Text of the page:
Perhaps the most aptly named album of the year, Abyss combines thunderous doom metal guitar riffs and quiet folk to create an experience that is like being thrown into a bottomless pit and eventually forgetting what sunshine and happiness feel like. This is high praise that I don’t toss around lightly.
Chelsea Wolfe is a prolific artist who never feels limited by genre, and her ability to effortlessly switch between the folk and heavy sounds on Abyss is an impressive musical feat. I’ve heard metal bands that try to mix in a quiet folk song and fail, and I’ve heard a lot of folk artists who (*shudder*) attempt to go heavy to try to gain rock cred and fall flat on their faces. Wolfe does both styles, often in the span of the same song, but it always feels cohesive and natural.
The album takes dynamics to the furthest possible limit, which makes for very dramatic and theatrical songs, with roaring crescendos mixed with near silence. Very little of this album is at a normal, reasonable volume. The dynamics also provide the fascinating duality of Abyss: somehow this album manages to feel epic and intimate at the same time. Wolfe’s voice and lyrics shine in the folkier stretches, but she’s not afraid to sometimes let her voice get buried by the guitar and noise, and the music really does sound like an abyss.
Abyss seems like a difficult album to love given its relentless bleakness, but I really love Wolfe’s artistry and intensity as a performer. She pushes her music to its limits here, going as deep into this hole as she possibly can and emerging with something that sounds truly special.
Writing all these year-end posts inevitably makes me confront the reasons I like all these albums over others. The word I find myself wanting to use in virtually every post — especially now, near the top — is “complete.” My favorite albums feel like they’re accomplishing exactly what the artist intended and are a fully realized vision (I’ve been using “vision” a lot, too).
American Tragic is an album that feels very complete to me. The band is mostly a one-woman show, with Hether Fortune doing everything but the drums, and the album is powered entirely by her sensibilities, her songwriting, and her charisma. A new-found emphasis on production gives American Tragic its crystalline gothic rock sound, while Fortune channels the feelings of a recent divorce into lyrics that are often about the intersection of love and pain. The way all these elements complement each other makes American Tragic one of the most compelling rock albums of the year.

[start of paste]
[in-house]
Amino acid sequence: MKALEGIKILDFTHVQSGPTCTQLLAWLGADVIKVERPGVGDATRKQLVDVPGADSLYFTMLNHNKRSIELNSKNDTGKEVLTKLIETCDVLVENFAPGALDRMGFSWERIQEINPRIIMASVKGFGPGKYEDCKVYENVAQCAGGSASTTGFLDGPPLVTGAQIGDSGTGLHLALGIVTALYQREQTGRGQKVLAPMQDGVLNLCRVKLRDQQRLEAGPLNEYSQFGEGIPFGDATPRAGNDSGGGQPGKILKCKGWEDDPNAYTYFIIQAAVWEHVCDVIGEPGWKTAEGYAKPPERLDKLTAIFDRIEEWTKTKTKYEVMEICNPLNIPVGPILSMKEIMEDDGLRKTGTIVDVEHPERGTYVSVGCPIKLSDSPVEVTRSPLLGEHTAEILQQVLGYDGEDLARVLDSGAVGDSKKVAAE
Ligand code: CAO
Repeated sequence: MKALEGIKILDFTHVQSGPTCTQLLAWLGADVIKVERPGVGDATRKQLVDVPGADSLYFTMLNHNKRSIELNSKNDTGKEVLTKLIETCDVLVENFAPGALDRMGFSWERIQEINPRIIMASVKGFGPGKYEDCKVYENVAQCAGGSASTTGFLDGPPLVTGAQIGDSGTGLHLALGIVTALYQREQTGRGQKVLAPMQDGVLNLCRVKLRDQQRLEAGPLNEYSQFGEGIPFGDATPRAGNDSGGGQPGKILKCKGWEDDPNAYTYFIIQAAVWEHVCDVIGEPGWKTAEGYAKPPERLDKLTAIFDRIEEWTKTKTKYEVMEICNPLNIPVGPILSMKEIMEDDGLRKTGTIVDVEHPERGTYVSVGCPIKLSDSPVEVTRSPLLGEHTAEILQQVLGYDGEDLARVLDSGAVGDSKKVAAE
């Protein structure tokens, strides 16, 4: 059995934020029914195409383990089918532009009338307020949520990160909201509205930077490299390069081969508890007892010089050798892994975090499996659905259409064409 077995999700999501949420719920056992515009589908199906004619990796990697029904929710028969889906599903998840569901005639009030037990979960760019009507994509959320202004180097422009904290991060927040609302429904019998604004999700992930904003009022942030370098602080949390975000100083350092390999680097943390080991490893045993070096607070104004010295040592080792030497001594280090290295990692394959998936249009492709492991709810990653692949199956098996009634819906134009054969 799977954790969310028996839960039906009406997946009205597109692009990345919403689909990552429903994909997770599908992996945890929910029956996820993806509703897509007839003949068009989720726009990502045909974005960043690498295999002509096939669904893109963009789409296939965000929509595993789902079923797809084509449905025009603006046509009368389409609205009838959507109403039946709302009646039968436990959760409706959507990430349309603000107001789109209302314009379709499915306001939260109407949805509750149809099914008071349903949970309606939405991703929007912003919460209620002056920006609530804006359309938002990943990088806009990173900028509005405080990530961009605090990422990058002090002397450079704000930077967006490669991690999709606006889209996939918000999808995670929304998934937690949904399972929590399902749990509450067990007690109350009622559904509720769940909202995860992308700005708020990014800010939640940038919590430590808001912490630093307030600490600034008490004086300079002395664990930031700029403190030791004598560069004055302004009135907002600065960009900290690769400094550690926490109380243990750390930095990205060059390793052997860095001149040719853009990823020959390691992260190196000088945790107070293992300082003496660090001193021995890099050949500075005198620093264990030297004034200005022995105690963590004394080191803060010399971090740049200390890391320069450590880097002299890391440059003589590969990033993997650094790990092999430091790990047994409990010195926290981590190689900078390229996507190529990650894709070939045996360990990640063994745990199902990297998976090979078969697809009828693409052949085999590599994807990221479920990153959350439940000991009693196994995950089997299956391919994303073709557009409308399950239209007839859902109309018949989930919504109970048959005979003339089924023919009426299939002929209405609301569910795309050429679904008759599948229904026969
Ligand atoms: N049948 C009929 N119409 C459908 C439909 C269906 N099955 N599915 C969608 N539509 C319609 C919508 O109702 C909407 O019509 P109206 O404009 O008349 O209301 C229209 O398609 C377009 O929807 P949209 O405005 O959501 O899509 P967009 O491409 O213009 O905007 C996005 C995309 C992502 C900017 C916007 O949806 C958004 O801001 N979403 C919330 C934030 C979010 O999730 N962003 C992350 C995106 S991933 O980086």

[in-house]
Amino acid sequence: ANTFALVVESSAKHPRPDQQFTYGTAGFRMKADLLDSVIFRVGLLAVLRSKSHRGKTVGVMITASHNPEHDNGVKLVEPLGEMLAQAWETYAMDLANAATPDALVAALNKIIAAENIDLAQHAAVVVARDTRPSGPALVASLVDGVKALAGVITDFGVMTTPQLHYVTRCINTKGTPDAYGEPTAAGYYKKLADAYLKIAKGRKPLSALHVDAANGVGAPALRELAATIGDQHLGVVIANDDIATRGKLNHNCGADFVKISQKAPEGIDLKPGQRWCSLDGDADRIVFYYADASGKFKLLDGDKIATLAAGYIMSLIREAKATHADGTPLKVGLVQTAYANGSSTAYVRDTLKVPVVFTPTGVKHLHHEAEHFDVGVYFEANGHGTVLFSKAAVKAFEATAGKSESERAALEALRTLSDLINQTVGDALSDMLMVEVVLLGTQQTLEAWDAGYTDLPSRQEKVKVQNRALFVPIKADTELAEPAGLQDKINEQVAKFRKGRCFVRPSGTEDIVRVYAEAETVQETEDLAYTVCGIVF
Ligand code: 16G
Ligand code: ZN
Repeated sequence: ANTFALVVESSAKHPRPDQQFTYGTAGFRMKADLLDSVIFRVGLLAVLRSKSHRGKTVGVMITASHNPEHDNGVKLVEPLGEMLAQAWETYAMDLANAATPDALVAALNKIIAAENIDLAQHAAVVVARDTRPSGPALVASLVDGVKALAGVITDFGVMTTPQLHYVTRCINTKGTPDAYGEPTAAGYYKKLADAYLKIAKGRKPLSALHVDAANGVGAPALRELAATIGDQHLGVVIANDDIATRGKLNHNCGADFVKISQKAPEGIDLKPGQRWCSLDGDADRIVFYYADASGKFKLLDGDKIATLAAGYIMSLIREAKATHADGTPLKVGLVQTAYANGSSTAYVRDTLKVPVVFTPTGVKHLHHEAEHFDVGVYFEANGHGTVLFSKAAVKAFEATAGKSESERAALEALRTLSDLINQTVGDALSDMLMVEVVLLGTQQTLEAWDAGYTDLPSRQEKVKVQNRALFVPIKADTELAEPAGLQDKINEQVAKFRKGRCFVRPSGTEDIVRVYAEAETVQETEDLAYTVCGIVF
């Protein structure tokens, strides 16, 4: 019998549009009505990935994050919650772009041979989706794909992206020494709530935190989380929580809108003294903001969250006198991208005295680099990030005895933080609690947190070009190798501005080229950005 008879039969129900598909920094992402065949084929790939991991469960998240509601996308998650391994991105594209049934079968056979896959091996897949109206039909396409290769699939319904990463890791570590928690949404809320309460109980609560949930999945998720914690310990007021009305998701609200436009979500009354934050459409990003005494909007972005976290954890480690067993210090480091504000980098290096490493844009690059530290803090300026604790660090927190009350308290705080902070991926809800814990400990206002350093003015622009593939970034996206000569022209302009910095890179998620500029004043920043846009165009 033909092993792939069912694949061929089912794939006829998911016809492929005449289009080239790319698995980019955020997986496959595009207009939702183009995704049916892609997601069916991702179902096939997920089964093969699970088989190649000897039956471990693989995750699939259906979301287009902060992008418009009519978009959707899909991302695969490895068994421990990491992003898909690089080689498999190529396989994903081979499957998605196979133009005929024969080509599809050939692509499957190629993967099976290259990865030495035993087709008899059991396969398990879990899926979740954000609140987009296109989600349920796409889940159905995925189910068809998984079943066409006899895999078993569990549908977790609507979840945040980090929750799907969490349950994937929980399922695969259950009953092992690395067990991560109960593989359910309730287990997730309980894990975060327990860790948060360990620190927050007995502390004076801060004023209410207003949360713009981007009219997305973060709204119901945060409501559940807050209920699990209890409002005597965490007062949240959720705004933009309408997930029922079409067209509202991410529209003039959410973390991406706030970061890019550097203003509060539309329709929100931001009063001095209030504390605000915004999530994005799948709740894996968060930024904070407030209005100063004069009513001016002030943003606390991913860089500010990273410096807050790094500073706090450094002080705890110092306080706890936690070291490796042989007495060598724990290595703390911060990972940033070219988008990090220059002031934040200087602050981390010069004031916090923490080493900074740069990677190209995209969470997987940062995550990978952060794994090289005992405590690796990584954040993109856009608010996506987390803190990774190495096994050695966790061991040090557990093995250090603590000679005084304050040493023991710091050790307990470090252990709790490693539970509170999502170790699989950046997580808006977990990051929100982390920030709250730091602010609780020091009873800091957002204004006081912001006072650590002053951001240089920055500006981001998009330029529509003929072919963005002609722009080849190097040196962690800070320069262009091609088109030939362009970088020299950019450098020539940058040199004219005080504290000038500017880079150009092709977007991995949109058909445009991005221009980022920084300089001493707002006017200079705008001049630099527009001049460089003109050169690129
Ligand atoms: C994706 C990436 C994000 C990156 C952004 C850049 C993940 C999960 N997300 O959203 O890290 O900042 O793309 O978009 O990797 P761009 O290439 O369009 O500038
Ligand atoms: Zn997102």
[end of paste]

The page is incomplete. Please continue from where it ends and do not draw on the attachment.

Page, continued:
Despite the heartbreak that went into the album, American Tragic remains remarkably nuanced, avoiding the kind of self-pity and blaming we’ve come to expect from the post-breakup album. Fortune touches on loneliness and grief, but her performance has a steely resolve, a refusal to let any of those feelings define who she is.
Fortune is very different from most rock front-people, and her personality and her refusal to conform to expectations is what makes this album consistently exciting. She can also really write a hook, and American Tragic has some surprisingly poppy moments, like “Lonely You” and “Severely Yours.” Those two songs, in different ways, explain how sometimes love can hurt.
A lot of recent pop doesn’t feel like it was made for people who care about music. The songs are just tools to enhance the artist’s multimedia brand, which is about gifs, videos, thinkpieces, awards show moments, etc. Emotion is a pop album for people who actually like music, who appreciate the craft of a catchy chorus and the feelings that a well-made pop song can create. At its center is Carly Rae Jepsen, who delivers a performance that can win over even the crankiest pop music cynic.
Jepsen reinvents herself on this album by consciously zigging when everyone else is zagging. With the focus of everyone on branding and trying to be current, Jepsen embraces the music of the past and puts the focus on the songs rather than herself. This could make Emotion feel like a cheap 80s nostalgia exercise, but it never does, because Jepsen’s warmth and enthusiasm are so endearing — this is an artist making the music she has always wanted to make, the type of timeless pop she grew up listening to.
Despite its nostalgic sound and the large number of personnel she worked with on the album, Emotion always feels like a distinct Carly Rae Jepsen vision. It dodges the focus-grouped feeling of other pop albums, which have the obvious singles and then a bunch of filler, and instead feels like a complete album. Jepsen reportedly wrote 250 songs for Emotion before narrowing them down, which might be why it often sounds like a cohesive greatest hits compilation.
That element of craft is what I keep coming back to with Emotion — it’s the result of an artist given the chance to make the album she always wanted by putting in the proper amount of work, time, and care. And Jepsen’s enthusiasm for performing this music is infectious, which gives the album its humble, sincere quality that stands out so much compared to other pop.